Echoes: The Best Of Pink Floyd
Capitol Records, 2001
REVIEW BY: Christopher Thelen
ORIGINALLY PUBLISHED: 04/27/2002
With a catalog stretching over 30 years and a band history that is so filled with turmoil one's surprised VH-1 hasn't done a "Behind The Music" special on them (yet), Pink Floyd is a band who are prime material for a comprehensive best-of set. (I'd say they're due for a box set, but Shine On - essentially a re-packaging of many Floyd albums with one disc of rarities - takes that claim.)
But Echoes: The Best Of Pink Floyd proves one thing without a doubt: It's impossible to boil down the essence of Roger Waters, David Gilmour, Nick Mason, Richard Wright and (in the beginning) Syd Barrett into a mere 150 minutes. Don't get me wrong, Echoes is a nice effort with plenty of material to please any level of Pink Floyd fan. But sometimes, it doesn't seem like it goes far enough.
No matter how producers broke up the tracks on this set, they had to know that someone was gonna get angry about what was included or excluded. A pretty good argument could be made for including all of Dark Side Of The Moon (even though four tracks are included among the 26 in this set), Wish You Were Here (two, including the whole "Shine On You Crazy Diamond" suite) and Animals (one meager track). I could argue for the inclusion of "On The Turning Away" (from A Momentary Lapse Of Reason) or one of the several rarities included on Shine On, such as "Point Me At The Sky". Cripes, this whole review could be a wish list, so let's stop there.
It is interesting to note that a few of Floyd's albums don't get any play on this set - namely More, Obscured By Clouds, Ummagumma and Atom Heart Mother. It's almost like that portion of Pink Floyd's career is forgotten about - though there were points on these albums where I could understand that approach.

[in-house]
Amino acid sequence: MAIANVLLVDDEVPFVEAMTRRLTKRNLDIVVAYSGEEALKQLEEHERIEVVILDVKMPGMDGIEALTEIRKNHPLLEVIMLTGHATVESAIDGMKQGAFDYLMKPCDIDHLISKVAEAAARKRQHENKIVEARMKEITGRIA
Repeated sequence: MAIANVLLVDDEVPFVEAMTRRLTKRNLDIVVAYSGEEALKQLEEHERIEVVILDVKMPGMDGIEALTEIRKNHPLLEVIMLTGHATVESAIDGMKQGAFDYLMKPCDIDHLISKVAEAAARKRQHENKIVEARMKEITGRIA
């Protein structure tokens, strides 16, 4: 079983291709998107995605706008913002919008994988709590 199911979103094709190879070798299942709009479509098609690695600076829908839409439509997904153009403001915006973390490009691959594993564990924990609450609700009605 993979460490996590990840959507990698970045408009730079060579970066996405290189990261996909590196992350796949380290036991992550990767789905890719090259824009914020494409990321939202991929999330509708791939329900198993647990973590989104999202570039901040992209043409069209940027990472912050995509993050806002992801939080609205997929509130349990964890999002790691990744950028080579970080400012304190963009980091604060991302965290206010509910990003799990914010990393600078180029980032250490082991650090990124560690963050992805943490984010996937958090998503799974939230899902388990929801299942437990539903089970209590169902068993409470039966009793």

As it is, Echoes runs pretty smoothly. Intermixed with many songs you've grown up with (and probably heard to death on classic rock radio) are some real gems. I was a bit surprised to see "Echoes" (taken from Meddle) included in this one, but in the big picture, it really does fit, since it helped to show the direction that Pink Floyd would move with Dark Side Of The Moon. And while I have never been a fan of The Final Cut, the angst-ridden 1983 album which spelled the end of Waters's tenure with Floyd, "The Fletcher Memorial Home" does pique my interest in the album again.
Other tracks I could question. I make no bones about Dark Side Of The Moon being a classic album, but including "The Great Gig In The Sky" is a tad questionable, since it mostly features a female vocal wailing over the band's music. Likewise, "Set The Controls For The Heart Of The Sun" is a bit too sleepy for me, though I can understand why it made the cut. I also would have dropped at least one of the three tracks culled from The Division Bell - most likely "Marooned," since it's a short enough piece.
In the end, though, I guess that's mostly nitpicking. It is interesting to hear the early days of Pink Floyd ("Arnold Layne," "See Emily Play," "Bike") go head-to-head with more modern selections ("Comfortably Numb," "Wish You Were Here," "Learning To Fly") - and what's interesting is that it all works together.
Pink Floyd will never be successfully contained in any sort of "greatest hits" package, no matter how hard anyone tries. Echoes: The Best Of Pink Floyd is a respectable enough effort at this, and is worth picking up, especially if you are new to the band and want to sample all the different flavors that have made up this band over the years.